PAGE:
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Apple takes on students’ wallets and binge time with TV Plus

The iPhone company is looking to be the next HBO, with a dash of Amazon Prime

<p>Apple TV Plus, the new streaming service from Apple, launched Nov. 1.</p>

Apple TV Plus, the new streaming service from Apple, launched Nov. 1.

Streaming was supposed to be the solution to expensive cable packages. Now, it seems like the myriad of subscription options will shift money from the pockets of cable companies into the pockets of Big Tech. Netflix made its name as the de facto streaming king, and HBO grew into a titanic force on the back of “Game of Thrones” in the last decade — along with the rollout of its own cable-independent streaming service. 

Amazon turned its Prime subscriptions from a two-day delivery benefit into a platform for its own original TV shows and movies, as well as a place to manage and buy all your other subscriptions as well, referred to as “channels.” Disney — which effectively owns 40 percent of the entertainment industry — is throwing its weight around with a streaming service “Disney Plus” that will debut shortly. This is the tech era of cable, so while on-demand streaming has brought a new level of convenience, it seems like wallets will not make it out unscathed.

Enter Apple TV Plus — which launched Nov. 1 — the tech company’s deep-pocketed bet on its own television streaming service, spearheaded by some high budget, HBO-style shows at launch. The streaming service debuted Friday with the topical and much-hyped “The Morning Show,” an eerily meta #MeToo drama starring Jennifer Aniston, Reese Witherspoon and Steve Carell. 

Also new and exclusive to TV Plus is “For All Mankind,” an alternative history sci-fi take from “Battlestar Galactica” producer Ron Moore that imagines a never-ending space race. Rounding out the prestige launch lineup is the post-apocalyptic “See,” which stars “Aquaman” and “Game of Thrones” hunk Jason Momoa, as well as the period piece “Dickinson,” which depicts the eponymous poet — played by Hailee Steinfeld — as a closeted lesbian leading a rebellious inner life.

Also debuting on the streaming service is some family-friendly content like “Snoopy in Space” and films like “The Elephant Queen.” It is hard to gauge who exactly Apple is competing with, launching with such a broad range of content that ranges from the HBO-style adult and gritty to Disney-level kid-friendly. Further complicating matters is the “Channels” feature of Apple’s TV service, which lets users add on channels like HBO and Showtime a la Amazon Prime’s own channel system. 

Despite Apple’s notorious connotations with luxury and high prices, it seems the tech company is giving out one-year free trials to the service like candy — particularly to students already subscribed to Apple Music. The move resembles a drug-dealer “first hit’s free” mentality, only this drug dealer is the world’s most cash-rich company showing it can afford to wait and muscle its way into competing with Netflix.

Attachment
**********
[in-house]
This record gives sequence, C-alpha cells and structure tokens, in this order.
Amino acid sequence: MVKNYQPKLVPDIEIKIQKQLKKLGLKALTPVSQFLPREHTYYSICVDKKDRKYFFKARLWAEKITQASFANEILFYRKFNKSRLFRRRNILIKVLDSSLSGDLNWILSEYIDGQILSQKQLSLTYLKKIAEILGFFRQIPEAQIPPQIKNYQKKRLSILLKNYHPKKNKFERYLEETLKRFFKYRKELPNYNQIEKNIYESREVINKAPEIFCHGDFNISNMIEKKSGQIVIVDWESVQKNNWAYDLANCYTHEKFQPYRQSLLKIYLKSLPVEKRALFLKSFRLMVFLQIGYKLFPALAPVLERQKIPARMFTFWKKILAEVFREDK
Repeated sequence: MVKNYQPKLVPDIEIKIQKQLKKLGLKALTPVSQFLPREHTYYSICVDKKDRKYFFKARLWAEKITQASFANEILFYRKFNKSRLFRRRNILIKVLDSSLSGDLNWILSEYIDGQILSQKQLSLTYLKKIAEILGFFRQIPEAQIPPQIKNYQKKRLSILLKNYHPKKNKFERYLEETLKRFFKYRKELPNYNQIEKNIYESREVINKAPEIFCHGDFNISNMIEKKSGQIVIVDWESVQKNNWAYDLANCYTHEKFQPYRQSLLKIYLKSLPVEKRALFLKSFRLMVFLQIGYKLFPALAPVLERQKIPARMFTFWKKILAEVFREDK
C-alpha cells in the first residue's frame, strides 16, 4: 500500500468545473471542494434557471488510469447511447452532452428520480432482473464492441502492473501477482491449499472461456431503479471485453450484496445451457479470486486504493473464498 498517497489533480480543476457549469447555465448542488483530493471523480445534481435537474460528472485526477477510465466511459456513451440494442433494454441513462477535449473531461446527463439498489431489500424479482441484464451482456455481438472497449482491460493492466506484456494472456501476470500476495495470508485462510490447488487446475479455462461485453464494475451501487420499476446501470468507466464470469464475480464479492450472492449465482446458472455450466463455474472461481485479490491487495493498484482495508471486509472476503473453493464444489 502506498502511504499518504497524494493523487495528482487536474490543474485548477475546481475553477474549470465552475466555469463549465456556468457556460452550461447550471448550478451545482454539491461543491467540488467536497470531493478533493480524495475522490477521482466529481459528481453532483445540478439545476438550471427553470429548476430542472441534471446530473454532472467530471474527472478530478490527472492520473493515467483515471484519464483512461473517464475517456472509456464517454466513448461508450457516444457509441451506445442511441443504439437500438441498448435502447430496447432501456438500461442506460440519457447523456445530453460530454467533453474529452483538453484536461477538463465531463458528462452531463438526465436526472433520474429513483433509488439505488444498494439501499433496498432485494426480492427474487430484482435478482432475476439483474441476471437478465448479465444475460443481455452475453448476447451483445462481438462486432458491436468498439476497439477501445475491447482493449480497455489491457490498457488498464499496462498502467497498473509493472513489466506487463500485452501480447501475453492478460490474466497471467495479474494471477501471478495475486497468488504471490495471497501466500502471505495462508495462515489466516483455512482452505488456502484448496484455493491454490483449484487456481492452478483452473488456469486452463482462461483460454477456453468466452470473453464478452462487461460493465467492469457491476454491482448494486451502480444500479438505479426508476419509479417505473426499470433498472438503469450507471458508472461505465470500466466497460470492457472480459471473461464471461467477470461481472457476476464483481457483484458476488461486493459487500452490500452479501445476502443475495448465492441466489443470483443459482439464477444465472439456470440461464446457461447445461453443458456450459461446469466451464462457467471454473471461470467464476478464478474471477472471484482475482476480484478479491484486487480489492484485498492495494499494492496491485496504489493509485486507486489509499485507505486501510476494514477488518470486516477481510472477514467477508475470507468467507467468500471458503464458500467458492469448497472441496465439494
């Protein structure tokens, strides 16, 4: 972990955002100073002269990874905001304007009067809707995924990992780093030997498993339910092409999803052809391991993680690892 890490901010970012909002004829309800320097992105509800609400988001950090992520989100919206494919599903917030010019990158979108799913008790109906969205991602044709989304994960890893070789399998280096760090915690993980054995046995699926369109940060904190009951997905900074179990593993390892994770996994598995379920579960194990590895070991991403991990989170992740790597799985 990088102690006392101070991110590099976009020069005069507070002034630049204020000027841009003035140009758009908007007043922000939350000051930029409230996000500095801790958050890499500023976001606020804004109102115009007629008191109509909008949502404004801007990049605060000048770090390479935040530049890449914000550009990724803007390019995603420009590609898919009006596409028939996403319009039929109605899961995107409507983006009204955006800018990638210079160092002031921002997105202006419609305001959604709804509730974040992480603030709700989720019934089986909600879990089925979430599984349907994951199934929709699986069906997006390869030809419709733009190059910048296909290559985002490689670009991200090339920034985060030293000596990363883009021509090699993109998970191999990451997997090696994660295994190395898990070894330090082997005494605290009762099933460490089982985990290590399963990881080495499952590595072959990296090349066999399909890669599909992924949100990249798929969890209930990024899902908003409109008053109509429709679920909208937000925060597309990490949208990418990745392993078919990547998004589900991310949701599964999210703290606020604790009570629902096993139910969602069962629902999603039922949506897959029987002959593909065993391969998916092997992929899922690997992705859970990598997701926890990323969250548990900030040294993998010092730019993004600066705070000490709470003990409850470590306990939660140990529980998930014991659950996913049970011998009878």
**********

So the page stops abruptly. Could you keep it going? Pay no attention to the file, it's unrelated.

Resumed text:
So how successful has Apple been? “The Morning Show” is a competent drama that flexes its production value and A-list cast, showcasing strong work from Steve Carell in particular as a disgraced Matt Lauer-like news anchor facing consequences over a career plagued by sexual harassment. Witherspoon and Aniston shine as competing show-biz personalities fighting to be on top of the world in a cut-throat environment. Fans of HBO’s “The Newsroom” will find it adequate at the very least as a TV show about TV. 

Critics are sour on the overproduced and vapid-seeming “See.” Space-race fantasy “For All Mankind” has piqued the attention of space nerds with great attention to detail and execution on its high-concept premise. “Dickinson” has raised eyebrows for its teen-comedy style adoption of the famous poet’s life, but overall reception is mixed.

Middling as the consensus seems, Apple has certainly done better than its previous half-baked efforts at television with Apple Music-branded reality content “Carpool Karaoke” and “Planet of the Apps.” If YouTube Premium’s outright failure at making actual prestige content is any indication, Apple has at the very least done better than Google at turning its tech cash into compelling entertainment. Being included on every iPhone and bundled at every opportunity , TV Plus looks to have a solid chance of success by sheer market force. 

But still, it has a ways to go if it ever hopes to have a reputation and identity on the level of HBO or even Netflix, which has defined itself for giving creators freedom to create wildly original content like “Russian Doll” and “American Vandal.” TV Plus might not be trying to have personality. Perhaps it really wants to be the one-size-fits-all service — a Netflix that plays its cards slightly safer while being attached to one of the world’s most premium and valued brands. For now, when it comes to overall content identity, TV Plus is about as bland and amorphous as its name suggests.

As it stands, TV Plus is a promising but unexceptional entry into the streaming wars. Bundled with Apple Music, it will make sense for many iPhone-owning, AirPods-toting students with some hours to burn on television. It is not as innovative or exciting as the tech giant’s “Apple Arcade” gaming subscription — which bundles independent and creative games free of microtransactions in a family-friendly package — but it is a far better execution than Apple’s high-priced, absolutely mediocre News Plus service. 

One hopes Apple will take a page from “Apple Arcade” and eventually open its pockets to more offbeat creators and talent once the pressure to flex A-listers like Aniston and Carell tapers off. Until then, consider it an average bundle of Netflix-like shows, just with more iPhones and Macs conspicuously present on characters’ desks. 

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